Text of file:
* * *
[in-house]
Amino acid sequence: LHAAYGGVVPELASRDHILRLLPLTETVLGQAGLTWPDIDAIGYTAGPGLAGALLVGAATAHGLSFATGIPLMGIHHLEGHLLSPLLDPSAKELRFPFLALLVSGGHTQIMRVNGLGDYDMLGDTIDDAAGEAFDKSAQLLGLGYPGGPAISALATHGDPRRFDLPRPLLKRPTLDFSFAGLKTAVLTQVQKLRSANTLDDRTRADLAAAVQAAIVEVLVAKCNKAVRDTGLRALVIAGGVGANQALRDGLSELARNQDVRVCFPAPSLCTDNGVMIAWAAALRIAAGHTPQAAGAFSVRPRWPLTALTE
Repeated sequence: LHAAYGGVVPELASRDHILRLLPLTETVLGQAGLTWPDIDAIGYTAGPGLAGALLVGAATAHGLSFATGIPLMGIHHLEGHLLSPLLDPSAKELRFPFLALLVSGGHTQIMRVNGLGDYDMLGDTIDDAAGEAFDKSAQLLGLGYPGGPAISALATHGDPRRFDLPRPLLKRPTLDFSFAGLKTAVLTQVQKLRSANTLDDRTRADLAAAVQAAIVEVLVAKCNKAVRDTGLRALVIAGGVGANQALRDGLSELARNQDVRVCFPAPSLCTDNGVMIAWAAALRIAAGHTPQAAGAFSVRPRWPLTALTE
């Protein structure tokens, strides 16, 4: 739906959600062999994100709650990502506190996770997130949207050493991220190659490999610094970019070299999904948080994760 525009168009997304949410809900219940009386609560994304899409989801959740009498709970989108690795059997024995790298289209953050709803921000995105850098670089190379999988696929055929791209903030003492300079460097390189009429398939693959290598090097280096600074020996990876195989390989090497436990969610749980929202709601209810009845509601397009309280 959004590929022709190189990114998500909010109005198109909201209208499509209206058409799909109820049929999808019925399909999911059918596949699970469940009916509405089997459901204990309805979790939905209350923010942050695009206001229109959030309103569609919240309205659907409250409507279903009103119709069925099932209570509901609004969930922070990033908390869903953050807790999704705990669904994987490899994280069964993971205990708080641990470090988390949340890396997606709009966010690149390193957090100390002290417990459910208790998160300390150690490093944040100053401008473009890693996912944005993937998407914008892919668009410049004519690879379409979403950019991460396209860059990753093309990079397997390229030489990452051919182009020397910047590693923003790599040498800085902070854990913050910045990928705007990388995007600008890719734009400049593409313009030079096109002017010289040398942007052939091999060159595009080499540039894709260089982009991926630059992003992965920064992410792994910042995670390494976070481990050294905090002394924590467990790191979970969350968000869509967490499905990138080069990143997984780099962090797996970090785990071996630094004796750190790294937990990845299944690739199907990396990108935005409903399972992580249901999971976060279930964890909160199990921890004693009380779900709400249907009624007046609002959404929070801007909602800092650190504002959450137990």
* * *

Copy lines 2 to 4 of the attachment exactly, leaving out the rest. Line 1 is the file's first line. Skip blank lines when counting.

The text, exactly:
Amino acid sequence: LHAAYGGVVPELASRDHILRLLPLTETVLGQAGLTWPDIDAIGYTAGPGLAGALLVGAATAHGLSFATGIPLMGIHHLEGHLLSPLLDPSAKELRFPFLALLVSGGHTQIMRVNGLGDYDMLGDTIDDAAGEAFDKSAQLLGLGYPGGPAISALATHGDPRRFDLPRPLLKRPTLDFSFAGLKTAVLTQVQKLRSANTLDDRTRADLAAAVQAAIVEVLVAKCNKAVRDTGLRALVIAGGVGANQALRDGLSELARNQDVRVCFPAPSLCTDNGVMIAWAAALRIAAGHTPQAAGAFSVRPRWPLTALTE
Repeated sequence: LHAAYGGVVPELASRDHILRLLPLTETVLGQAGLTWPDIDAIGYTAGPGLAGALLVGAATAHGLSFATGIPLMGIHHLEGHLLSPLLDPSAKELRFPFLALLVSGGHTQIMRVNGLGDYDMLGDTIDDAAGEAFDKSAQLLGLGYPGGPAISALATHGDPRRFDLPRPLLKRPTLDFSFAGLKTAVLTQVQKLRSANTLDDRTRADLAAAVQAAIVEVLVAKCNKAVRDTGLRALVIAGGVGANQALRDGLSELARNQDVRVCFPAPSLCTDNGVMIAWAAALRIAAGHTPQAAGAFSVRPRWPLTALTE
């Protein structure tokens, strides 16, 4: 739906959600062999994100709650990502506190996770997130949207050493991220190659490999610094970019070299999904948080994760 525009168009997304949410809900219940009386609560994304899409989801959740009498709970989108690795059997024995790298289209953050709803921000995105850098670089190379999988696929055929791209903030003492300079460097390189009429398939693959290598090097280096600074020996990876195989390989090497436990969610749980929202709601209810009845509601397009309280 959004590929022709190189990114998500909010109005198109909201209208499509209206058409799909109820049929999808019925399909999911059918596949699970469940009916509405089997459901204990309805979790939905209350923010942050695009206001229109959030309103569609919240309205659907409250409507279903009103119709069925099932209570509901609004969930922070990033908390869903953050807790999704705990669904994987490899994280069964993971205990708080641990470090988390949340890396997606709009966010690149390193957090100390002290417990459910208790998160300390150690490093944040100053401008473009890693996912944005993937998407914008892919668009410049004519690879379409979403950019991460396209860059990753093309990079397997390229030489990452051919182009020397910047590693923003790599040498800085902070854990913050910045990928705007990388995007600008890719734009400049593409313009030079096109002017010289040398942007052939091999060159595009080499540039894709260089982009991926630059992003992965920064992410792994910042995670390494976070481990050294905090002394924590467990790191979970969350968000869509967490499905990138080069990143997984780099962090797996970090785990071996630094004796750190790294937990990845299944690739199907990396990108935005409903399972992580249901999971976060279930964890909160199990921890004693009380779900709400249907009624007046609002959404929070801007909602800092650190504002959450137990």